Origin (mathematics) In mathematics , the ORIGIN of a Euclidean space Euclidean space is a special point , usually denoted by the letter O, used as a fixed point of reference for the geometry of the surrounding space. In physical problems, the choice of origin is often arbitrary, meaning any choice of origin will ultimately give the same answer. This allows one to pick an origin point that makes the mathematics as simple as possible, often by taking advantage of some kind of geometric symmetry . CONTENTS * 1 Cartesian coordinates * 2 Other coordinate systems * 3 See also * 4 References CARTESIAN COORDINATESIn a Cartesian coordinate system Cartesian coordinate system , the origin is the point where the axes of the system intersect. The origin divides each of these axes into two halves, a positive and a negative semiaxis [...More...]  "Origin (mathematics)" on: Wikipedia Yahoo 

Poincaré Disk Model In geometry, the POINCARé DISK MODEL also called the CONFORMAL DISK MODEL, is a model of 2dimensional hyperbolic geometry in which the points of the geometry are inside the unit disk , and the straight lines consist of all segments of circles contained within that disk that are orthogonal to the boundary of the disk, plus all diameters of the disk. Along with the Klein model and the Poincaré halfspace model , it was proposed by Eugenio Beltrami who used these models to show that hyperbolic geometry was equiconsistent with Euclidean geometry. It is named after Henri Poincaré Henri Poincaré , because his rediscovery of this representation fourteen years later became better known than the original work of Beltrami. The POINCARé BALL MODEL is the similar model for 3 or ndimensional hyperbolic geometry in which the points of the geometry are in the ndimensional unit ball [...More...]  "Poincaré Disk Model" on: Wikipedia Yahoo 

Hyperboloid Model In geometry , the HYPERBOLOID MODEL, also known as the MINKOWSKI MODEL or the LORENTZ MODEL (after Hermann Minkowski Hermann Minkowski and Hendrik Lorentz ), is a model of ndimensional hyperbolic geometry in which points are represented by the points on the forward sheet S+ of a twosheeted hyperboloid in (n+1)dimensional Minkowski space Minkowski space and mplanes are represented by the intersections of the (m+1)planes in Minkowski space Minkowski space with S+. The hyperbolic distance function admits a simple expression in this model. The hyperboloid model of the ndimensional hyperbolic space is closely related to the Beltrami–Klein model Beltrami–Klein model and to the Poincaré disk model as they are projective models in the sense that the isometry group is a subgroup of the projective group [...More...]  "Hyperboloid Model" on: Wikipedia Yahoo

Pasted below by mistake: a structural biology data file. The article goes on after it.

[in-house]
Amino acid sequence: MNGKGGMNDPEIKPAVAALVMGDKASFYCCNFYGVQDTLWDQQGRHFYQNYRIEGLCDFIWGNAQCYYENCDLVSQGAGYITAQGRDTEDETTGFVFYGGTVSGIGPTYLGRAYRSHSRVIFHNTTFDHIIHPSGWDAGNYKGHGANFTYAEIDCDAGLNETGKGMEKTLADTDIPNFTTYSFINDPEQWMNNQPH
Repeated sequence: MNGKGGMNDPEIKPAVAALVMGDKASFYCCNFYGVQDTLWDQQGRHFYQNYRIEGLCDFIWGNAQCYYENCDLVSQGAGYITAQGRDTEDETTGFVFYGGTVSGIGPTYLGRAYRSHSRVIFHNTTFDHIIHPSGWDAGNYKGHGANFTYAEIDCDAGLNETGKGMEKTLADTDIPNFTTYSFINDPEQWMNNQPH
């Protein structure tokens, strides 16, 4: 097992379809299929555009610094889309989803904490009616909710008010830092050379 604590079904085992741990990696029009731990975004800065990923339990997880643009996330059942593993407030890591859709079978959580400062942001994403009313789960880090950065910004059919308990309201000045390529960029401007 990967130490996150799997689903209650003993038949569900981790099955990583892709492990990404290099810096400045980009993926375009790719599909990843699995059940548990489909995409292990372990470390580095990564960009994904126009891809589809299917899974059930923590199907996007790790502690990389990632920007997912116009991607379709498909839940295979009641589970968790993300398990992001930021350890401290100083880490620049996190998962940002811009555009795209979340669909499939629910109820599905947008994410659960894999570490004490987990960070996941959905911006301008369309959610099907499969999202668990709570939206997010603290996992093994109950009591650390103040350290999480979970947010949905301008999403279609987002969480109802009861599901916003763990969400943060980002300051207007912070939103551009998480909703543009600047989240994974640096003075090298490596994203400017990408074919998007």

International Standard Book Number The INTERNATIONAL STANDARD BOOK NUMBER (ISBN) is a unique numeric commercial book identifier. An ISBN is assigned to each edition and variation (except reprintings) of a book. For example, an ebook , a paperback and a hardcover edition of the same book would each have a different ISBN. The ISBN is 13 digits long if assigned on or after 1 January 2007, and 10 digits long if assigned before 2007. The method of assigning an ISBN is nationbased and varies from country to country, often depending on how large the publishing industry is within a country. The initial ISBN configuration of recognition was generated in 1967 based upon the 9digit STANDARD BOOK NUMBERING (SBN) created in 1966. The 10digit ISBN format was developed by the International Organization for Standardization (ISO) and was published in 1970 as international standard ISO 2108 (the SBN code can be converted to a ten digit ISBN by prefixing it with a zero) [...More...]  "International Standard Book Number" on: Wikipedia Yahoo 

Special SPECIAL or SPECIALS may refer to: CONTENTS * 1 Music * 2 Film and television * 3 Other uses * 4 See also MUSIC * Special (album) , a 1992 album by Vesta Williams * "Special" (Garbage song) , 1998 * "Special" (Mew song) , 2005 * "Special" (Stephen Lynch song) , 2000 * The Specials The Specials , a British band * "Special", a song by Violent Femmes on The Blind Leading the Naked * "Special", a song on [...More...]  "Special" on: Wikipedia Yahoo